Nemanja Vidic is currently the centre of attention following what could end up a club vs country battle. Serbia are likely to fail with their aspirations to reach Euro 2008 tomorrow, with Portugal just needing a point against Finland to secure qualification. Regardless of the Serbia result, their fate is in the hand’s of Ronaldo’s team. Despite being booed by his fans, Ronaldo will be eager to get the win and steal the show on the way to the European Championships. This will leave Serbia’s rescheduled weekend game against Kazakhstan meaningless, leading Ferguson to push for Vidic’s return to face Bolton at the Reebok on Saturday. Ferguson’s case is strengthened because the Kazakhstan match date is not a day assigned for internationals, and UEFA have confirmed that Serbia have no automatic claim to the defender.

Before this news emerged, Nemanja gave an interview with the official United magazine, talking of what it was like for him growing up. Vidic gives insight on what effect football had on the Kosovo War in 1990 and which footballers he looked up to as a lad. Enjoy!

Who were your favourite players growing up?
I didn’t really have an idol. There wasn’t one player who I wanted to be like. But there were many players who I loved to watch. When I was young, every game I’d pretend I was somebody else, a different player depending on who I had seen play well. I’d watch the match and then go outside and play and say, ‘I am Faustino Asprilla’ or ‘I am Dejan Savicevic’. I really loved the generation of Red Star Belgrade players who won the European Cup in 1991… Prosinecki, Pancev, Belodedic, Jugovic. These are the players who won the trophies for the team I supported as a kid. Maybe that team were my idols, all of them. Did you know Manchester United played against Red Star Belgrade? It was in the European Super Cup in 1991. Red Star played very, very well. I was only 10 years old so I don’t remember it but I saw replays when I was growing up. Now I have the DVD because one of the Red Star players asked me for the game, so I asked MUTV for the tape. I’ve watched it a few times now and I’m very impressed.

How important was football in Serbia during the 90s when there was so much political unrest in the region?
In the 90s football was everything. It was the best way to show the world who we were. At the time, there were a lot of bad things happening in our country – there were murders, bombings, war – and it was important that Red Star Belgrade and the national team played well to counteract the negative propaganda. It was the best way to show that Serbians also love football and sporting events. Today, football is still the number one sport in Serbia and everybody wants to play for Red Star Belgrade or one of the top clubs in Europe. Football is a big part of life for the country’s young people.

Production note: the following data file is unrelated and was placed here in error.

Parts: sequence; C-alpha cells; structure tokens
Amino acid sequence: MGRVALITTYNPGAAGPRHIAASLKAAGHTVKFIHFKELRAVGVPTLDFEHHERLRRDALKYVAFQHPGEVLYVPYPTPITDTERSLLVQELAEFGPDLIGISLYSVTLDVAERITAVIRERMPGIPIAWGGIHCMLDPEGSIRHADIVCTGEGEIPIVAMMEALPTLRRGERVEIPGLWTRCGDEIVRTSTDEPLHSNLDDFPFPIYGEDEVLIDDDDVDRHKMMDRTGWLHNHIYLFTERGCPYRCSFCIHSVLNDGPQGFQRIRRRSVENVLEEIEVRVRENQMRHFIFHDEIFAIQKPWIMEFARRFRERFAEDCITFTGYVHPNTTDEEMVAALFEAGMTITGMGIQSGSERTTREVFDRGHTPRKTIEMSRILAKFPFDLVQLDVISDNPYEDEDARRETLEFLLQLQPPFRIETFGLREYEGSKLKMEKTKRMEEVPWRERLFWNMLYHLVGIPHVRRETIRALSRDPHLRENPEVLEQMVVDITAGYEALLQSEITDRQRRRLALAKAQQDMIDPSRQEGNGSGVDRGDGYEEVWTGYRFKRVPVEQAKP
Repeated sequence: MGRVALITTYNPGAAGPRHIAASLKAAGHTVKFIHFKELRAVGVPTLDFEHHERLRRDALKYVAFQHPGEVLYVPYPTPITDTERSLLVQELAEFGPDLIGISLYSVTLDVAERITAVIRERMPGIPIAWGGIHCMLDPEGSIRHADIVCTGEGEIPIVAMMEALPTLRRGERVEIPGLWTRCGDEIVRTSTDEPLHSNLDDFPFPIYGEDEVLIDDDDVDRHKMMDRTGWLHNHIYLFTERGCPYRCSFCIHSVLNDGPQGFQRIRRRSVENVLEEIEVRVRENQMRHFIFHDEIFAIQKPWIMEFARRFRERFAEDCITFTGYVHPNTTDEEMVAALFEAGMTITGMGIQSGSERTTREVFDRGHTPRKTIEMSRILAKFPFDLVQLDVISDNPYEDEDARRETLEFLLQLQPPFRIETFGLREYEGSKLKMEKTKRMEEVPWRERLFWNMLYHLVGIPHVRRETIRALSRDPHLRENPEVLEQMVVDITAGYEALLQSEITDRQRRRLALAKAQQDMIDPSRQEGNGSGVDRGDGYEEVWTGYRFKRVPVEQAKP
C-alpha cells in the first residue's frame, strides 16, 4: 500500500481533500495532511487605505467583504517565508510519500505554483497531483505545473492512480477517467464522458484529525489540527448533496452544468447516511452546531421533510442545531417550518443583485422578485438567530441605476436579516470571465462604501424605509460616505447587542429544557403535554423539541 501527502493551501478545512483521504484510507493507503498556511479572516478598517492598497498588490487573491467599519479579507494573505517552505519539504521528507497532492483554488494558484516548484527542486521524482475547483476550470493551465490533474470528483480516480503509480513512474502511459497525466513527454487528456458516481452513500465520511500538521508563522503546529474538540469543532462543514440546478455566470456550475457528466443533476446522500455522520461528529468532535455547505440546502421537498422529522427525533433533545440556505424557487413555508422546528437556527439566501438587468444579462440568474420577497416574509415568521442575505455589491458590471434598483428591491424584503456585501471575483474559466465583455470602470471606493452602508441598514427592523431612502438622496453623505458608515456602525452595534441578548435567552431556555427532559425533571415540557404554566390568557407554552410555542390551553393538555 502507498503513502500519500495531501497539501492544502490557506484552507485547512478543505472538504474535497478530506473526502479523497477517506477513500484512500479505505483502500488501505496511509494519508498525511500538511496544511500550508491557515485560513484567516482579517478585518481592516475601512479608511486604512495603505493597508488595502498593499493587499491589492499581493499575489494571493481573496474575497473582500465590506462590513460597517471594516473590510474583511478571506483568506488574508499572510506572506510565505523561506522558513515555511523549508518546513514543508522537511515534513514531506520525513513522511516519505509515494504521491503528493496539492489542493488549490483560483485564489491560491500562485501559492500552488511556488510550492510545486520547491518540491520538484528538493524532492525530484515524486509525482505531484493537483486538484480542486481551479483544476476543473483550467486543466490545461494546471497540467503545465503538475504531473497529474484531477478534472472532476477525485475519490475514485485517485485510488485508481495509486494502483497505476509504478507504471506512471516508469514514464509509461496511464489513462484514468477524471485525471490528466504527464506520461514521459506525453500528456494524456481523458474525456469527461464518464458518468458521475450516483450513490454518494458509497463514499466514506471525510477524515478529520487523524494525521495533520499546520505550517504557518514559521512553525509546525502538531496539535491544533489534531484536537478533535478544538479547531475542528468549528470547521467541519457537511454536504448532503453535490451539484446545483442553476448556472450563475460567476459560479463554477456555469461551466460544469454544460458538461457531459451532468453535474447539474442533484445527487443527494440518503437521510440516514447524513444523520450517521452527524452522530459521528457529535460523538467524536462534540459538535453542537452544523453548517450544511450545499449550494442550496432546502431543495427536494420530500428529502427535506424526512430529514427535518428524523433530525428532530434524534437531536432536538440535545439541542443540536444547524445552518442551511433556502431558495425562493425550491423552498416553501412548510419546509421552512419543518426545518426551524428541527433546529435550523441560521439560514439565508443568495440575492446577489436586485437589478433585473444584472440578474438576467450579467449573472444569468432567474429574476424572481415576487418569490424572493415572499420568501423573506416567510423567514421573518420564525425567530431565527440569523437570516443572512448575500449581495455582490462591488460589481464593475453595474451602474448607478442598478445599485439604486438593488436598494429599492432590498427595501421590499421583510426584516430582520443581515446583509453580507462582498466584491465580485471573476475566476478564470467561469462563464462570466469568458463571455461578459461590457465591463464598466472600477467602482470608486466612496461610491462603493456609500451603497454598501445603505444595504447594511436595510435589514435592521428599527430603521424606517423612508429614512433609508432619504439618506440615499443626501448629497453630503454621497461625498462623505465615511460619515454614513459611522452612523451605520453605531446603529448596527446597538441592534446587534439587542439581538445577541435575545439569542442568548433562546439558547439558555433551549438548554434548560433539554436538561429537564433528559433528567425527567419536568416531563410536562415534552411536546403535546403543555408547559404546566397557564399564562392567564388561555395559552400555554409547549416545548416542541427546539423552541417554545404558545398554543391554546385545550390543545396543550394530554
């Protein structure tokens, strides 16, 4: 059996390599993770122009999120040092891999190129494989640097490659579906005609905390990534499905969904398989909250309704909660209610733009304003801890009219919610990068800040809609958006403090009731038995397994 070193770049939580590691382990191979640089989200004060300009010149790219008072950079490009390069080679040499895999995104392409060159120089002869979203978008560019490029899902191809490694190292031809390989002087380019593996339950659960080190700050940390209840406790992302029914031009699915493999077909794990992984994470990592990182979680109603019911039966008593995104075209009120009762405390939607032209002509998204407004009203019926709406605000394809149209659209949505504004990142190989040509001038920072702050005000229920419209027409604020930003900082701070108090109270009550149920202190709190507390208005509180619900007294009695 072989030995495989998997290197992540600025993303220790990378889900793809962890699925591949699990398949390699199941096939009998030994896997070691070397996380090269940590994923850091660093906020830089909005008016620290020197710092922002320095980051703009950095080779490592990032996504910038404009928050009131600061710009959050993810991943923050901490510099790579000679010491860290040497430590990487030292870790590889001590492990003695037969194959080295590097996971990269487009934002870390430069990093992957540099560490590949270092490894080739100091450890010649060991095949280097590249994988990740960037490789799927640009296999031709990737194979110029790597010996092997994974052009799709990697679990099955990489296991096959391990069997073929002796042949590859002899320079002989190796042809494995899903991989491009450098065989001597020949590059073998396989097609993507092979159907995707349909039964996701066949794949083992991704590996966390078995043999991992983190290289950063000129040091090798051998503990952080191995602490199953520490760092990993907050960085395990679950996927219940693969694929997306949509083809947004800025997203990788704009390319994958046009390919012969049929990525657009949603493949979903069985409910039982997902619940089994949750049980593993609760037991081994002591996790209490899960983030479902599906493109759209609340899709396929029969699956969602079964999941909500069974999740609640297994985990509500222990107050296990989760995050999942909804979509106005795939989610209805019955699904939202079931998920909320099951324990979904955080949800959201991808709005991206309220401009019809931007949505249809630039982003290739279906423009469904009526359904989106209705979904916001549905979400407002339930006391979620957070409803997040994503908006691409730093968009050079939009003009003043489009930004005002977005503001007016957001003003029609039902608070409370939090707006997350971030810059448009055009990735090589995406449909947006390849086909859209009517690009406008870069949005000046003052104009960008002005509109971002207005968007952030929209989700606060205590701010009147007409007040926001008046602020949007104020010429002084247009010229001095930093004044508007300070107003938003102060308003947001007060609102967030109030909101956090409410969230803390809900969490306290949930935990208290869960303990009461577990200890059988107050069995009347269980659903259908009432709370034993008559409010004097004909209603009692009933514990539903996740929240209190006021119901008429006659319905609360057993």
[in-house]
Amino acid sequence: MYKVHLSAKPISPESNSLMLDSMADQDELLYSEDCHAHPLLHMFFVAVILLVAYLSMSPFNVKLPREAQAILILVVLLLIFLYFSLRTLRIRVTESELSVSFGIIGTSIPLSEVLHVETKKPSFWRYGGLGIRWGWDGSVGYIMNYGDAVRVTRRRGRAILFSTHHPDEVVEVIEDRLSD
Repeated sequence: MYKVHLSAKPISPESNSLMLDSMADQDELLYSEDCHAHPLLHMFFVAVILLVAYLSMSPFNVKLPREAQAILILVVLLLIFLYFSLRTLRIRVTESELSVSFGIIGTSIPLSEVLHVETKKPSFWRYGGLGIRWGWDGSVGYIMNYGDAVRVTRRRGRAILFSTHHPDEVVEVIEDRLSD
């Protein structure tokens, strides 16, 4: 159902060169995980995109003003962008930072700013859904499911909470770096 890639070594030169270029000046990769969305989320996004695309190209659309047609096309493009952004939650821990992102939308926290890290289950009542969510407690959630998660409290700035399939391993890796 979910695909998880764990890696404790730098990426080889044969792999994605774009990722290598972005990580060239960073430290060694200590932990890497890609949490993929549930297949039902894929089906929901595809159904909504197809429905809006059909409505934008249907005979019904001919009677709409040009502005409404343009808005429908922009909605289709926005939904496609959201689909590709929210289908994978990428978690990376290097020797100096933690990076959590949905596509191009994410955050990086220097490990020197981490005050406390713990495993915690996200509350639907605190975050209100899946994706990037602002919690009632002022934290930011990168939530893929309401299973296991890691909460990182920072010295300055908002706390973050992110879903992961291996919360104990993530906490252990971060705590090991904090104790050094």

What role did football play during the war?
Well, some people say the match between Dinamo Zagreb and Red Star Belgrade in May 1990 escalated the war. There was a big fight at the match – fans tore up seats, some got onto the pitch, even players were involved. I remember watching the match on TV and seeing Zvonimir Boban kick a policeman, which caused a lot of trouble. At that time, there was a very, very cold relationship between what is now Croatia and Serbia… but now I think most of the bad feelings have stopped and people realise going to war was not the right thing to do. I don’t have a problem with Croatian people and I don’t think they have a problem with Serbians. The 90s was just a very unstable time and politics went very, very wrong. I cannot speak for everyone on this though. These events are bigger than me and they are bigger than football.

But football carried on during the war?
Yes, it was very important. Even while Serbia was being bombed, people were still playing football. Red Star Belgrade still had football matches and people were still going to watch the games, even though there was a war on. It was amazing! I remember when the bombing started and for the first month we were too scared to go out and play football because we didn’t know what was happening. Nobody knew where the bombs would be. But after a month, people relaxed a little more and they realised the targets were military and government buildings, or bridges. So then we thought it was okay to go to the stadiums and play football – we knew they wouldn’t bomb there. People still wanted to lead their lives and watch football.